Leslie Peacock is covering his presentation to the UALR Board of Vistors. Our early word was that full development would require acquisition of private homes in about half the strip of property adjoining the campus, as well as conversion of some existing parking. But our early word, too, was that Anderson would propose a federal government-style acquisition program — not just acquisition of property at market value, but relocation assistance as well.
I'm interested to know if Anderson has developed more of a vision of what the Authority is to be. There's been a lack of clarity on mission — research augmentation for UAMS and UALR or a business incubator, for example. That has been overshadowed to date by the long and unsuccessful search for a site. UALR would not donate the property, but sell it at market value. To date, the only real commitment to the project has been the $20 million or so committed by the city of Little Rock from a new sales tax. Still missing is any contribution from private sources.
The UALR master plan had designated this land for university use someday, so it would effectively put some limits on campus growth. Anderson said he'd talked to Authority Board Chair Mary Good about his idea and she was non-committal.
UPDATE: Saying his "worst nightmare the last two years has been a failed tech park," Anderson outlined UALR's proposal, which he believes would give the park its best chance to succeed: UALR would sell, at fair market value, property it owns within a 20.45-acre parcel bound on the south by 27th Street, on the east by Fair Park, on the north by 24th Street and on the west by Coleman Creek and Fillmore Street. It owns a checkerboard of 28 properties within those boundaries; there are 65 properties there altogether. Twenty of the 37 properties UALR does not own are rental and 17 are owner-occupied.
Anderson said UALR would sell with the stipulation that the Tech Park board commit to federal guidelines for acquisition of residential property, which assure "fair treatment of property owners and of residents." He added that UALR had asked the directors of the Methodist Children's Home, north of 24th street, if they would be interested in a joint offer, but they said they weren't.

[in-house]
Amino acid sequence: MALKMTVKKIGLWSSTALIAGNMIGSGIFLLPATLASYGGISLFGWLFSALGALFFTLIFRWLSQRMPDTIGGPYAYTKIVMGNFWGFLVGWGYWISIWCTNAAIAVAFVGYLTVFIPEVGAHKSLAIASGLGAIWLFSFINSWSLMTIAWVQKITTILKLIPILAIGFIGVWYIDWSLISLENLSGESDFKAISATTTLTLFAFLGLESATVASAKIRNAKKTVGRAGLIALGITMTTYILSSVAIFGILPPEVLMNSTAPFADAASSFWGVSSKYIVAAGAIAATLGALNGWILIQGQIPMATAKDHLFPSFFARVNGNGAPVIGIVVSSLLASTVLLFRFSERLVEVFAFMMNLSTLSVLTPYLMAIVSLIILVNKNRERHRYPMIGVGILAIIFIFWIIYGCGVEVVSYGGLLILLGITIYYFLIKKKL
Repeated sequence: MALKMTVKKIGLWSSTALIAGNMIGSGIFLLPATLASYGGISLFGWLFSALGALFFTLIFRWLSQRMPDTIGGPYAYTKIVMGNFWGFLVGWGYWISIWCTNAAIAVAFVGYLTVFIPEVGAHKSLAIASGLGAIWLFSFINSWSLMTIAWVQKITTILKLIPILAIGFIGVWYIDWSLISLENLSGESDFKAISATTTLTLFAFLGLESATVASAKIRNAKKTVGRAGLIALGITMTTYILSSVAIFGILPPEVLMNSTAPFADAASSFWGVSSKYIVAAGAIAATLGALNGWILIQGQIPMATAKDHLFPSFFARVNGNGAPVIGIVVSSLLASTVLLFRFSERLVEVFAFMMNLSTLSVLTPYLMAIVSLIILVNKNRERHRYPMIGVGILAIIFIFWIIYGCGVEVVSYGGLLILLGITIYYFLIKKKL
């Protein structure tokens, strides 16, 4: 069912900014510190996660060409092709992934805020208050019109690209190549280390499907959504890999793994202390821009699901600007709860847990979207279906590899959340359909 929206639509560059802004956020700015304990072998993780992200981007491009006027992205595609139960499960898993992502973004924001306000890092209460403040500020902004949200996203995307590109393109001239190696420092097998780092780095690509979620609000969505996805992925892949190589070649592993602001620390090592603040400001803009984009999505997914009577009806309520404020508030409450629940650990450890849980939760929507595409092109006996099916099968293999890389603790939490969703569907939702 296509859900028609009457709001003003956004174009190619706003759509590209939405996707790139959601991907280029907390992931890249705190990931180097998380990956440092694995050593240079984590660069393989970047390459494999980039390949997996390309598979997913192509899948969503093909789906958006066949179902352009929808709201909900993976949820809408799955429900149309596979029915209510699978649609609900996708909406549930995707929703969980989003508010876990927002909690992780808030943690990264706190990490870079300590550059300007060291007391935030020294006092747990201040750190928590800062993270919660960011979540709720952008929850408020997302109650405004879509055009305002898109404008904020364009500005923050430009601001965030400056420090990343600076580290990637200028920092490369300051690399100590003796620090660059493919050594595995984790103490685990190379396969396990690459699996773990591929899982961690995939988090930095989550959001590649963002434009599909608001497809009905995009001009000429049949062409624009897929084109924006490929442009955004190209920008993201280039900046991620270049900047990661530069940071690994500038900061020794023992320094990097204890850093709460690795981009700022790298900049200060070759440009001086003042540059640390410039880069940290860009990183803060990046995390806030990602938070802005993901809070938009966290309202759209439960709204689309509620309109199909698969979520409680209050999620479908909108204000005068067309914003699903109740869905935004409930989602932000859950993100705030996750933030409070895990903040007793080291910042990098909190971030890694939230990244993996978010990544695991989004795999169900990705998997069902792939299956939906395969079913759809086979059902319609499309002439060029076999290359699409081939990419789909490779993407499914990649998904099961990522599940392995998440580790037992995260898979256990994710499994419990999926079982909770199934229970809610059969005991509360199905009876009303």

UALR's master plan calls for eventually trying to buy the unowned properties for university expansion, and Anderson said he and others who debated the offer had to decide if it was a good idea to give it up for a tech park. But, he said, if the tech park is a success, "the city wins," and if the city wins, "UALR also wins." He said UA System President Donald R. Bobbitt and former UALR chancellor Charles E. Hathaway are "highly supportive" of the idea.
The site is ideal, Anderson said, because initially the park will rely on the intellectual resources of UALR and fellow sponsor the University of Arkansas for Medical Sciences to initiate home-grown businesses and proximity is crucial to that interaction. Only in its later stages will it attract out-of-state companies less reliant on the sponsors, he said.
Anderson said he had let UAMS Chancellor Daniel Rahn know of the idea a while ago. The Times has not been able to reach Rahn for comment.
After the meeting, Anderson said he wanted to "emphasize that this is not an offer," but "a beginning of a discussion with the community." That discussion is important; if most of the owners of the remaining property do not want to sell, an ordinance passed last year by the city Board of Directors that would prohibit the park board from using eminent domain to acquire property could make it impossible for the board to move forward.
Anderson will address the Tech Park board at its regular meeting tomorrow at 4 p.m., in the Bailey Center on the UALR campus.